David Stagl

2 Responses to “Feeling the Breeze

  • Ian Mann
    5 years ago

    An interesting read. I am based in the UK and teach sound system design at a British university as well as looking after the sound in my church. It never ceases to amaze me how poor some installations are, even those done by large companies. People assume that as line arrays are the latest thing then they must be the thing to use, even if they point lots of sound at the walls creating all sorts of problems! We did an event at a 1000 seat venue a couple of days ago and we refused to use their professionally installed system. Our system with four QSC K12’s and a single sub properly placed and directed did a better job. We should think more about designing a system with correct coverage and less about what the latest thing is!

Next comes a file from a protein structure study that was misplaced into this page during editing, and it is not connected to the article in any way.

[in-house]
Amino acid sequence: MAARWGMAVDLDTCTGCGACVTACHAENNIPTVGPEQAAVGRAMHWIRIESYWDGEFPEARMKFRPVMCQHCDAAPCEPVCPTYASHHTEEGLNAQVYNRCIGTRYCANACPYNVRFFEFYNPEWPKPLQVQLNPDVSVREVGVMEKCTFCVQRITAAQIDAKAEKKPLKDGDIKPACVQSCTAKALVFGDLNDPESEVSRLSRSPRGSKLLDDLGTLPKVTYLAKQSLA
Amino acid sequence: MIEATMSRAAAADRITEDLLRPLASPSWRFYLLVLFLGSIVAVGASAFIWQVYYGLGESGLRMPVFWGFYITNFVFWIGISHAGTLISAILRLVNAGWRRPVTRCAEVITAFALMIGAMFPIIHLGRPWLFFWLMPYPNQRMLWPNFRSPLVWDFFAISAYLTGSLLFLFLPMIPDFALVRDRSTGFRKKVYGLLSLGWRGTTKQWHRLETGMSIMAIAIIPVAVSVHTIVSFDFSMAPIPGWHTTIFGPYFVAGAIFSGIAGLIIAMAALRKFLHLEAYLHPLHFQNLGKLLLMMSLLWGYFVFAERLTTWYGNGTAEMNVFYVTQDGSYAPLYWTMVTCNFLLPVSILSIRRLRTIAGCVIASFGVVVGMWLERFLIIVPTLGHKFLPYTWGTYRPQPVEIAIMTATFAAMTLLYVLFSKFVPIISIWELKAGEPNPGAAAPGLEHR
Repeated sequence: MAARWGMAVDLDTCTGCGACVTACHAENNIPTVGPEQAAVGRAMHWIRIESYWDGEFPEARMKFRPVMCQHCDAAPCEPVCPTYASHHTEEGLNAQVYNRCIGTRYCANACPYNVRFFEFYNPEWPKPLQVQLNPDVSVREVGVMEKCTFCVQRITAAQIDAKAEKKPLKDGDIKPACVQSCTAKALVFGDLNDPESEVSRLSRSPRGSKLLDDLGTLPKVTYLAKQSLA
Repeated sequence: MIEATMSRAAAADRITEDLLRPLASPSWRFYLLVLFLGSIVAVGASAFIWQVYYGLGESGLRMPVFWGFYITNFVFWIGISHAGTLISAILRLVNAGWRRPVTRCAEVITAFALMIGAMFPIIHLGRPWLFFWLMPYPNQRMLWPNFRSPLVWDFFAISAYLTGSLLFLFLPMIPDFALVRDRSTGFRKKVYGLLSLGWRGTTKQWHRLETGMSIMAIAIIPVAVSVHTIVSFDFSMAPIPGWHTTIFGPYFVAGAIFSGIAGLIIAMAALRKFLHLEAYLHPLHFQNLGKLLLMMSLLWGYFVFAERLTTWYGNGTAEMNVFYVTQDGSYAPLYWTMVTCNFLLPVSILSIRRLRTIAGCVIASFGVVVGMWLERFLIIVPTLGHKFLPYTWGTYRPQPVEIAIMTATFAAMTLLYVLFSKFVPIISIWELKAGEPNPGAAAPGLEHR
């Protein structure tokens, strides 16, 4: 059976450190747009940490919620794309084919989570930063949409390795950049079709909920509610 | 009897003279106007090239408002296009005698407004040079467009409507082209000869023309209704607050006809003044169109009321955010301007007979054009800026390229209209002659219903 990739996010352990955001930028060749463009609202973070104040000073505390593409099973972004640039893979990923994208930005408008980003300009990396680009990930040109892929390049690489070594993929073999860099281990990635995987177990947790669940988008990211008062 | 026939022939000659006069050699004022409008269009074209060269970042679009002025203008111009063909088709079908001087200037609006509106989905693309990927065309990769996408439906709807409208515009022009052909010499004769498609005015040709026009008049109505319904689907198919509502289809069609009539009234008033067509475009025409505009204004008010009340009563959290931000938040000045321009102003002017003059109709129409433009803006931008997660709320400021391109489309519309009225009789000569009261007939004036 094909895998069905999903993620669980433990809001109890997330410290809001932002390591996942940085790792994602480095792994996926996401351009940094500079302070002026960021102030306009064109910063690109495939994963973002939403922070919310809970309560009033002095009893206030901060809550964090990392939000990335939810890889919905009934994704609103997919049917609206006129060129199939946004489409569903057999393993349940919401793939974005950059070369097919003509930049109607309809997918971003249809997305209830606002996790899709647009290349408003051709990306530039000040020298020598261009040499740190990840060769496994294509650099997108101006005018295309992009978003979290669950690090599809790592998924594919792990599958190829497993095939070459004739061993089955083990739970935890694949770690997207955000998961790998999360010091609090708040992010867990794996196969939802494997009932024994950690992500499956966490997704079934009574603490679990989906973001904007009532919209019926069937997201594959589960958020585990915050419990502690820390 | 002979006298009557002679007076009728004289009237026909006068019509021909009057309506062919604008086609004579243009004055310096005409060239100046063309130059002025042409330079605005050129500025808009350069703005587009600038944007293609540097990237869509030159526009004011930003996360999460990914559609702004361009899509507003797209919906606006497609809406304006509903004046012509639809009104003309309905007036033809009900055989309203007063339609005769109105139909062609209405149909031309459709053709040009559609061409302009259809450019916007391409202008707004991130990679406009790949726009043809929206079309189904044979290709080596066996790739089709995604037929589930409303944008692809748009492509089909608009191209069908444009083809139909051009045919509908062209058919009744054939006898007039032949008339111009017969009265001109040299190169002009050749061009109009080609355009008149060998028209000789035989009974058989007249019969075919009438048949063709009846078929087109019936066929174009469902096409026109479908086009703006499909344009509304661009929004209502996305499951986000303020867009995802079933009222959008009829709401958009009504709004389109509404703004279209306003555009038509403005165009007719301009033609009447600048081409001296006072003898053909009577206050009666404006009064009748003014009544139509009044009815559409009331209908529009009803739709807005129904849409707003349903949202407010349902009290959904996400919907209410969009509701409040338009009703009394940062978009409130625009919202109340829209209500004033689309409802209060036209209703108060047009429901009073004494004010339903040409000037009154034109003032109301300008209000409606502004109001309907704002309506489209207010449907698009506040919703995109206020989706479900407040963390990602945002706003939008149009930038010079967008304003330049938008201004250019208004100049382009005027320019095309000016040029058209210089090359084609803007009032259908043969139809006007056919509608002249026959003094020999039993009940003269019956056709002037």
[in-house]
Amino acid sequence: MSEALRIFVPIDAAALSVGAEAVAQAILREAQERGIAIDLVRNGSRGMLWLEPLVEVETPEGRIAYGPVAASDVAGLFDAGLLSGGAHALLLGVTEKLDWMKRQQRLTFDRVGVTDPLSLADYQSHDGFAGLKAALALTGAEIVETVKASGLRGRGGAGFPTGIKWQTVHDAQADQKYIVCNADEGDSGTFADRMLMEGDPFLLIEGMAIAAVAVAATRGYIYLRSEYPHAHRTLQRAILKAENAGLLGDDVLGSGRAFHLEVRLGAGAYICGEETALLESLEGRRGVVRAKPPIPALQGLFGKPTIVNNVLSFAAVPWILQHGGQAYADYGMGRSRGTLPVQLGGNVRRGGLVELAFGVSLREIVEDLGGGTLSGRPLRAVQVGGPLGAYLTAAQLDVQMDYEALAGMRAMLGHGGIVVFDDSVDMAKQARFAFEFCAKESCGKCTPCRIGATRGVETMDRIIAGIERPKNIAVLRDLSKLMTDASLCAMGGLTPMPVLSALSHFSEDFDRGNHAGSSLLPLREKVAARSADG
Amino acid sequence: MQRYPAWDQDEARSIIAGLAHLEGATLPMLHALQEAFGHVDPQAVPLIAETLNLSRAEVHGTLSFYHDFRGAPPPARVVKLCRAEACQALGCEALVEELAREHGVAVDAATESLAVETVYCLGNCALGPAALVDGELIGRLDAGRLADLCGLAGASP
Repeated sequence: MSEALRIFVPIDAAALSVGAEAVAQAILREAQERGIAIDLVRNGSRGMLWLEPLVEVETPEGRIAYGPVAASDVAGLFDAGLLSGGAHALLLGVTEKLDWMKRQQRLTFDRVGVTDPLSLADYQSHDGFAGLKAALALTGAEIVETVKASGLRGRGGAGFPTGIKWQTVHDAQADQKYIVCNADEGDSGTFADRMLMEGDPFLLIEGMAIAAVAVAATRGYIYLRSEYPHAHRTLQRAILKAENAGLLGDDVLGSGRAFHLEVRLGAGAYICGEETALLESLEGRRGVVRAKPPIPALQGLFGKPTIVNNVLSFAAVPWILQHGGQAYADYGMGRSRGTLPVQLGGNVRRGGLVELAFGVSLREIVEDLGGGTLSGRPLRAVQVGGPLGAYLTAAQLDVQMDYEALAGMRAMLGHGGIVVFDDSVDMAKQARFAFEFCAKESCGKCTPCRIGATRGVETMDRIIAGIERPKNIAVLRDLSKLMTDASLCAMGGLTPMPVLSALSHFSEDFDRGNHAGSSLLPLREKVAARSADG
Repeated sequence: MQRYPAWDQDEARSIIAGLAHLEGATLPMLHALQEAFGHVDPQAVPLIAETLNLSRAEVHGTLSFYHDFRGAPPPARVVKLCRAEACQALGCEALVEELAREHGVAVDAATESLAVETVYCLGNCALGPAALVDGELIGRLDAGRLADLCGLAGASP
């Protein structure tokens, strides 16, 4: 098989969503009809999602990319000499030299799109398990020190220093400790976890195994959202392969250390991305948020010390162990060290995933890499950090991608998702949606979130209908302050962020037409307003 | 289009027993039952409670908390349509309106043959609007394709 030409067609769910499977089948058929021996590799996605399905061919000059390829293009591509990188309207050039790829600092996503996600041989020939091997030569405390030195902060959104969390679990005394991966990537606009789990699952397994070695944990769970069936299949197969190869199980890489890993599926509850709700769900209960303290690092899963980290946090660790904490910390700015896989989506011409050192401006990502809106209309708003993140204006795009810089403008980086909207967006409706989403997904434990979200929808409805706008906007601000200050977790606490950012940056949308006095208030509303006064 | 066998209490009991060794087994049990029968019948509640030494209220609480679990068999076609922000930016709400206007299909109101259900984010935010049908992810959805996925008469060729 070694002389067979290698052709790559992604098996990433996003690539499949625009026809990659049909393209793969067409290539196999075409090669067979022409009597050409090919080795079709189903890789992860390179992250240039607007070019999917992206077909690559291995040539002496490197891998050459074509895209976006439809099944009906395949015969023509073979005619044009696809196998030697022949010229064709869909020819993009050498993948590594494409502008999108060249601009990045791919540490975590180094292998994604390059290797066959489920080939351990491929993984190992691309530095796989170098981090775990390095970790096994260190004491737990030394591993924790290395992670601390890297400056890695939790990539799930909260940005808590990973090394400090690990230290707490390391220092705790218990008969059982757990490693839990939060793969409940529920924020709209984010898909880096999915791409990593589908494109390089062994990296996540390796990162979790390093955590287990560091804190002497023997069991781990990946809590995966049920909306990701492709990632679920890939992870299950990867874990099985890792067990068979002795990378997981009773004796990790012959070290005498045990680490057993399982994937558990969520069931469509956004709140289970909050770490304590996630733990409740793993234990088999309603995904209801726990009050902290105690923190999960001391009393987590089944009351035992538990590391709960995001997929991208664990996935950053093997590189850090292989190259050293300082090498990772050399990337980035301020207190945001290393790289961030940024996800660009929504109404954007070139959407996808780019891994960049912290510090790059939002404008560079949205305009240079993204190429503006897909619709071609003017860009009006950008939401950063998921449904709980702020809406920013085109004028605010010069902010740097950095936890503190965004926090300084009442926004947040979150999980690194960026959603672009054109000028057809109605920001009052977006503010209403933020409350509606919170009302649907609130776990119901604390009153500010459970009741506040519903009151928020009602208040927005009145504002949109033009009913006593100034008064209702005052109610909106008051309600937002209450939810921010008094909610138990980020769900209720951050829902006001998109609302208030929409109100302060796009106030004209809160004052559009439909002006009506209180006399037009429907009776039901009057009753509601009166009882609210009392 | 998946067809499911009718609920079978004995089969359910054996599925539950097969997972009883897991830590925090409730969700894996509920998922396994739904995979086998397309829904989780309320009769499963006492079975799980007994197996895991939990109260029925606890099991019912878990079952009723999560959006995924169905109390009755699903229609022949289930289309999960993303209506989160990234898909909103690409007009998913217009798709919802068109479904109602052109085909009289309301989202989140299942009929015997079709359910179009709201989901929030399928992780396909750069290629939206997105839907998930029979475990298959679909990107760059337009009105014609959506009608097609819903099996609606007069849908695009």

• Dave Hawley
    5 years ago

    That’s an insane setup, and a very challenging room to reinforce, for all the reasons you mentioned. It’s almost a point-source application with strategically placed/delayed fills. I’m a bit of a JBL fan, but the system and room seem to be a bit of a mismatch. On the other hand, if the A/C goes out, they could leverage the breeze from the array…

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Feeling the Breeze